Alternative Aβ Immunotherapy Approaches for Alzheimer's Disease

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Abstract:

In a seminal report in 1999, Schenk and colleagues demonstrated that vaccination of a mouse model of Alzheimer's disease (AD) with amyloid-β1-42 peptide (Aβ1-42) and adjuvant resulted in striking mitigation of AD-like pathology - giving rise to the field of AD immunotherapy. Later studies confirmed this result in other mouse models of AD and additionally showed cognitive improvement after Aβ vaccination. Based on these results, early developmental clinical trials ensued to immunize AD patients with Aβ1-42 plus adjuvant (so-called “active” Aβ immunotherapy; trade name AN-1792; Elan Pharmaceuticals, Dublin, Ireland). However, the phase IIa trial was halted after 6 % of patients developed aseptic meningoencephalitis. Despite occurrence of this adverse event, many individuals demonstrated high serum antibody titres to Aβ and histological evidence of clearance of the hallmark AD pathology, β-amyloid plaques. While raising justifiable safety concerns, these important results nonetheless demonstrated the feasibility of the active Aβ immunotherapy approach. This review focuses on alternative approaches to active Aβ vaccination that are currently in various stages of development - from pre-clinical studies in animal models to current clinical trials. Specifically, the focus is on those strategies that target inflammatory and immune aspects of AD, and can therefore be classified as immunotherapeutic in a broad sense.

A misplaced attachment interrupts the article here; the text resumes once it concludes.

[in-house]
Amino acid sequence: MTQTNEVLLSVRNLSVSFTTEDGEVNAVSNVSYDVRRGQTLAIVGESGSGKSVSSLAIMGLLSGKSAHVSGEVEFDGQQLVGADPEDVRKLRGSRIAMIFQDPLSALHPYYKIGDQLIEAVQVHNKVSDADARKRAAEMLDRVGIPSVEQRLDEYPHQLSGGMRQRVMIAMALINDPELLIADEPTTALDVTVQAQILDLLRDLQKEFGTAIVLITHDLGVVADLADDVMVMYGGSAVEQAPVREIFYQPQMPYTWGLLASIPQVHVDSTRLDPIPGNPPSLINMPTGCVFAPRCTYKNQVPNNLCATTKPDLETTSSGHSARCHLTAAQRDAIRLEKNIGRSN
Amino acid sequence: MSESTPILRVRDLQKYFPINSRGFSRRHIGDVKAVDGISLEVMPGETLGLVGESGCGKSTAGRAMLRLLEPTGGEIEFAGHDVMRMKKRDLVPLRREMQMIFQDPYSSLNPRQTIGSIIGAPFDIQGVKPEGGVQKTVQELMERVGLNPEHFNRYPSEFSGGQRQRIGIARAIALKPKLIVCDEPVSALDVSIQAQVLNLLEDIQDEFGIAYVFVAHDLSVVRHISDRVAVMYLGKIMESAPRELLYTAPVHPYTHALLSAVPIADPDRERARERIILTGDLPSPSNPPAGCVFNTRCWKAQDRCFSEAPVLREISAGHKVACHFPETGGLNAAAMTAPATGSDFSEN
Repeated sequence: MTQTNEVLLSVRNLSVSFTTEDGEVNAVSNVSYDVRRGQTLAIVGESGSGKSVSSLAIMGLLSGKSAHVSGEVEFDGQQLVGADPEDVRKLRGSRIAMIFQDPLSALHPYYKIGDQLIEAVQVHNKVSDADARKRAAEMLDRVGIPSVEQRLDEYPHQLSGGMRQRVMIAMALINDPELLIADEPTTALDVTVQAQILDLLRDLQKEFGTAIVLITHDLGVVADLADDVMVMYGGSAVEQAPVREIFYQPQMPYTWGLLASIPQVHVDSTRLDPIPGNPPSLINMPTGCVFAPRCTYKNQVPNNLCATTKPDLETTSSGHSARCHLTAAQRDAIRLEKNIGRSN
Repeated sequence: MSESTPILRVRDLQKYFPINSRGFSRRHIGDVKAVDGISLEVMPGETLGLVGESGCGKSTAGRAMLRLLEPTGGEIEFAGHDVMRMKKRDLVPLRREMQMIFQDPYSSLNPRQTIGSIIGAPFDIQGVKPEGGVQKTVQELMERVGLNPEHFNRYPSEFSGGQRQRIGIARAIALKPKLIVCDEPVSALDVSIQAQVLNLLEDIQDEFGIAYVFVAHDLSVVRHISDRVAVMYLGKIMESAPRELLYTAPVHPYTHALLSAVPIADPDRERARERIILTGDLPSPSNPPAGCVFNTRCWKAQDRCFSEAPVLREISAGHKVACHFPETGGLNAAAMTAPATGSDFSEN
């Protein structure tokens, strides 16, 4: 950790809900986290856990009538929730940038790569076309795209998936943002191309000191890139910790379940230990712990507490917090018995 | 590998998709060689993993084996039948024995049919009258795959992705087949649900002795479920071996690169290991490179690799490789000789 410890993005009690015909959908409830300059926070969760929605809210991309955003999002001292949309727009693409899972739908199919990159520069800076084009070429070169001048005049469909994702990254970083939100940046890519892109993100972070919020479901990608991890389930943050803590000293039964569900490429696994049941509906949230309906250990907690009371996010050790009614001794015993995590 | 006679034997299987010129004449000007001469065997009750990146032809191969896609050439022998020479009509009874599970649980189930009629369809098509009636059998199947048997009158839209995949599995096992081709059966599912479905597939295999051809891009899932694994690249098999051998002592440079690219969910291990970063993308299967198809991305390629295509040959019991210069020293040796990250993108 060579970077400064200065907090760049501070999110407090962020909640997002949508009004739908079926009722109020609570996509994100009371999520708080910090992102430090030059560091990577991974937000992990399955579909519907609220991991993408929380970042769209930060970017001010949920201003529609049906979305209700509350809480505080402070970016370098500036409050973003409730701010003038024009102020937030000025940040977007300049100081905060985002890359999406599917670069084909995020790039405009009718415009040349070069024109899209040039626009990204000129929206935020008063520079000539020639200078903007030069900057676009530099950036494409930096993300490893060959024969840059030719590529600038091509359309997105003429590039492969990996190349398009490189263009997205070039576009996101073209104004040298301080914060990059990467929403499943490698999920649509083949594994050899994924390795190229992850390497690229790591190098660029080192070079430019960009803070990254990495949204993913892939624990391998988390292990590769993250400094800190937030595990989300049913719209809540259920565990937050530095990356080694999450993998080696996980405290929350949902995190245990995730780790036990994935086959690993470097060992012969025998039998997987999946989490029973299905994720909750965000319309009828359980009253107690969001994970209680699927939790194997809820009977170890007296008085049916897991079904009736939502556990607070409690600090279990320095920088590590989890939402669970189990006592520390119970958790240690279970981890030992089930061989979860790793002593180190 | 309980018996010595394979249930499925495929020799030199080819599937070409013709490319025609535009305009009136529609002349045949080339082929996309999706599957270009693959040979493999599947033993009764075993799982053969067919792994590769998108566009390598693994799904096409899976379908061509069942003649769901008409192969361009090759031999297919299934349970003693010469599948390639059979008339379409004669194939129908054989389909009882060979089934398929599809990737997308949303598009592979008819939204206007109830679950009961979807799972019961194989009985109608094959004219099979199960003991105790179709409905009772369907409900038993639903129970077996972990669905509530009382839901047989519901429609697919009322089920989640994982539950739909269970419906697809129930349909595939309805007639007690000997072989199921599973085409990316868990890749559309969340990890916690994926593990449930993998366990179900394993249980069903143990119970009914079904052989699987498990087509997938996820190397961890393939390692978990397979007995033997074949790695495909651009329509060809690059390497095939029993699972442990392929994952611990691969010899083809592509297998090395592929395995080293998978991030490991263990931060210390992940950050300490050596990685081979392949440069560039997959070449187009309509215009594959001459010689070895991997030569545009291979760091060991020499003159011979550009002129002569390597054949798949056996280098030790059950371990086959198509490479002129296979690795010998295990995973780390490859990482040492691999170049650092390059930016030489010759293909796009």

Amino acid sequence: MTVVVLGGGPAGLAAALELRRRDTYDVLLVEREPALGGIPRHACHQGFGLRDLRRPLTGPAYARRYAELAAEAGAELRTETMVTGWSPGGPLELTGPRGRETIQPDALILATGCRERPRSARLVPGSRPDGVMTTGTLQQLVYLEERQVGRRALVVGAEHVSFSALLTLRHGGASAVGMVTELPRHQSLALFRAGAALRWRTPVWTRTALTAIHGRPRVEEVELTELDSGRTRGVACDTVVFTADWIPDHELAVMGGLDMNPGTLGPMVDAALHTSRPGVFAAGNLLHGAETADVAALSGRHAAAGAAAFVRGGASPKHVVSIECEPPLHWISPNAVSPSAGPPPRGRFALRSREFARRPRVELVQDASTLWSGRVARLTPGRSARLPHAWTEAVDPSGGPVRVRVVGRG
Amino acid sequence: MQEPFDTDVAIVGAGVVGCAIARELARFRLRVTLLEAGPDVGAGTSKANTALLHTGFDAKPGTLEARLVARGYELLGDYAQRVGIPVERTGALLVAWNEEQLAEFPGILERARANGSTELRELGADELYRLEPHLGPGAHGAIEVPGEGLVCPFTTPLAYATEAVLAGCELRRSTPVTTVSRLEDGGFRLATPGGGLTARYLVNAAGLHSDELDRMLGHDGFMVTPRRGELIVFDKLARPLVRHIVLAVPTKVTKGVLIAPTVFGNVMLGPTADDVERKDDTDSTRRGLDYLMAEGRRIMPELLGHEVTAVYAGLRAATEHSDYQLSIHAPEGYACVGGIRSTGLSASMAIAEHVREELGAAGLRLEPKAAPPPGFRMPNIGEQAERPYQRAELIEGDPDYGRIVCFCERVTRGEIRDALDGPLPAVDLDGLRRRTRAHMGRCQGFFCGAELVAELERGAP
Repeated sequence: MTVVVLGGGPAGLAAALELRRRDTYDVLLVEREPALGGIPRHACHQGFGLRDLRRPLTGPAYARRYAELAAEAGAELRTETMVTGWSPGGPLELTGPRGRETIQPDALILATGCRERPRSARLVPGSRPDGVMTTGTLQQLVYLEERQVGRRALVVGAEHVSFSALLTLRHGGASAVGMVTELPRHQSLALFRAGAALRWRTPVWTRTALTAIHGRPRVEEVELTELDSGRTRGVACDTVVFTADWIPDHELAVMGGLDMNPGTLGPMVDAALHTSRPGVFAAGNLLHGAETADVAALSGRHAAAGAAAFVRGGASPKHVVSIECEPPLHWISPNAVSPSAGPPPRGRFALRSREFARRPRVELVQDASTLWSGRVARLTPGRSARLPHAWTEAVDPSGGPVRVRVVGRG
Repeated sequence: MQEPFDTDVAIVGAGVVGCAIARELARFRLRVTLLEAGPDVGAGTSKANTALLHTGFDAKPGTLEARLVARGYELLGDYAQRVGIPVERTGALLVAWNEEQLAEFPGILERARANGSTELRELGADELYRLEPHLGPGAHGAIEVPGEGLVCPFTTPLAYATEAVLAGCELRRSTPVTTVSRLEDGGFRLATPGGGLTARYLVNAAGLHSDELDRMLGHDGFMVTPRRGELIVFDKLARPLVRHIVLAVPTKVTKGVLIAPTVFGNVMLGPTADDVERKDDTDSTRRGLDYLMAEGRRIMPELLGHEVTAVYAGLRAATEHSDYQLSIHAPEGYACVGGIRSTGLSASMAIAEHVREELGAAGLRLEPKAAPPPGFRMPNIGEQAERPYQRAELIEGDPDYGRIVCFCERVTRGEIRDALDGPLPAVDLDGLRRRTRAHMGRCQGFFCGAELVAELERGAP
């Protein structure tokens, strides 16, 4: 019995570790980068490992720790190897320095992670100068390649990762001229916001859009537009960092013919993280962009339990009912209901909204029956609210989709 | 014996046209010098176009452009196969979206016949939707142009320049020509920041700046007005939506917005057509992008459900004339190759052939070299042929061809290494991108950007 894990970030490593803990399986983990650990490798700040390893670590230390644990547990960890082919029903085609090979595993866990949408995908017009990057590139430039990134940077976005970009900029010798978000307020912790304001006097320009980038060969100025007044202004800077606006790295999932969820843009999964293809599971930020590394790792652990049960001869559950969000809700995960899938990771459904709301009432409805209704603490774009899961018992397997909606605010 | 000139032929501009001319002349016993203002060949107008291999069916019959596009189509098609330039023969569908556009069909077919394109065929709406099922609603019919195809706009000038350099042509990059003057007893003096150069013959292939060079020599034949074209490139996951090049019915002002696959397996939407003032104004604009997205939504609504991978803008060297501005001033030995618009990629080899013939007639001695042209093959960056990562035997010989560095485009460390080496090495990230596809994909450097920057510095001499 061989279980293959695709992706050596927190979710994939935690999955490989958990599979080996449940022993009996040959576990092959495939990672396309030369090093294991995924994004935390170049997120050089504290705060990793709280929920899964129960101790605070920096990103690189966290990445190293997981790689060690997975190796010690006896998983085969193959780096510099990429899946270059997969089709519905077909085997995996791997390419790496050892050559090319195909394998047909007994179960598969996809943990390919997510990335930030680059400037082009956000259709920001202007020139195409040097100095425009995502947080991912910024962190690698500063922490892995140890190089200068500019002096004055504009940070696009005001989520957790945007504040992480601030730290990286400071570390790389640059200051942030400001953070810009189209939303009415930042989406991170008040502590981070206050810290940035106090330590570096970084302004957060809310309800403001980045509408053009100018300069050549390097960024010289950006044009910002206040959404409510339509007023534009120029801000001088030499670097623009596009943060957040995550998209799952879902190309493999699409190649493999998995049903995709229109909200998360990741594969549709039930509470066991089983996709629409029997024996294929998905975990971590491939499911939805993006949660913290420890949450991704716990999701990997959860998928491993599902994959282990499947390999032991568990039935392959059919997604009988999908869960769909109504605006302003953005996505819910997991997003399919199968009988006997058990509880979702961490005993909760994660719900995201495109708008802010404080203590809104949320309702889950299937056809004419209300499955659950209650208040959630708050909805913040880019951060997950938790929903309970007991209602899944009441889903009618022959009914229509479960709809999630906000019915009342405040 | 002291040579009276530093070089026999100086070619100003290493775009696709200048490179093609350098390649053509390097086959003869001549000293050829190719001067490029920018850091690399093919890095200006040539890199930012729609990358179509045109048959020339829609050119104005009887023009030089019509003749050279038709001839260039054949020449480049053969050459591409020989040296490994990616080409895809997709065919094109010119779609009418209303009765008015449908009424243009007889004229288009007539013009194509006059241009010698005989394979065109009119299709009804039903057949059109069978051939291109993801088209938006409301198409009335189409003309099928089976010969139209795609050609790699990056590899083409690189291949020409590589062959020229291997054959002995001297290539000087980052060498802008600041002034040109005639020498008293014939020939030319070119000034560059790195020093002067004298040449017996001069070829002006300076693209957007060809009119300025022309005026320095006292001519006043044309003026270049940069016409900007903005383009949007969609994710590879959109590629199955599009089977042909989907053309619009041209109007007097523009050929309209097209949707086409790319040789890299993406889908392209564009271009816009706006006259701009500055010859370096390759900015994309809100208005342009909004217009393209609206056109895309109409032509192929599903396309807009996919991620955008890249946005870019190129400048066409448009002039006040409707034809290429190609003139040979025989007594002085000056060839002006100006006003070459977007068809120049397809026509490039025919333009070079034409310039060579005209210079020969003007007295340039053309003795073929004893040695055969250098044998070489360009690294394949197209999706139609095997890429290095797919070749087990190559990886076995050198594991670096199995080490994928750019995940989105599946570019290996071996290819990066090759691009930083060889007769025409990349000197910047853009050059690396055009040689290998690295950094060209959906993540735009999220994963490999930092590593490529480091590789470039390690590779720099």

Keywords: AN-1792; Alzheimer's disease; cytokine; immune; immunization; inflammation; vaccination

Document Type: Research Article

DOI: http://dx.doi.org/10.2174/187152709787847306

Publication date: April 1, 2009

More about this publication?
  • CNS & Neurological Disorders - Drug Targets aims to cover all the latest and outstanding developments on the medicinal chemistry, pharmacology, molecular biology, genomics and biochemistry of contemporary molecular targets involved in neurological and central nervous system (CNS) disorders e.g. disease specific proteins, receptors, enzymes, genes. Each issue of the journal will contain a series of timely in-depth reviews written by leaders in the field covering a range of current topics on drug targets involved in neurological and CNS disorders. As the discovery, identification, characterization and validation of novel human drug targets for neurological and CNS drug discovery continues to grow; this journal will be essential reading for all pharmaceutical scientists involved in drug discovery and development.
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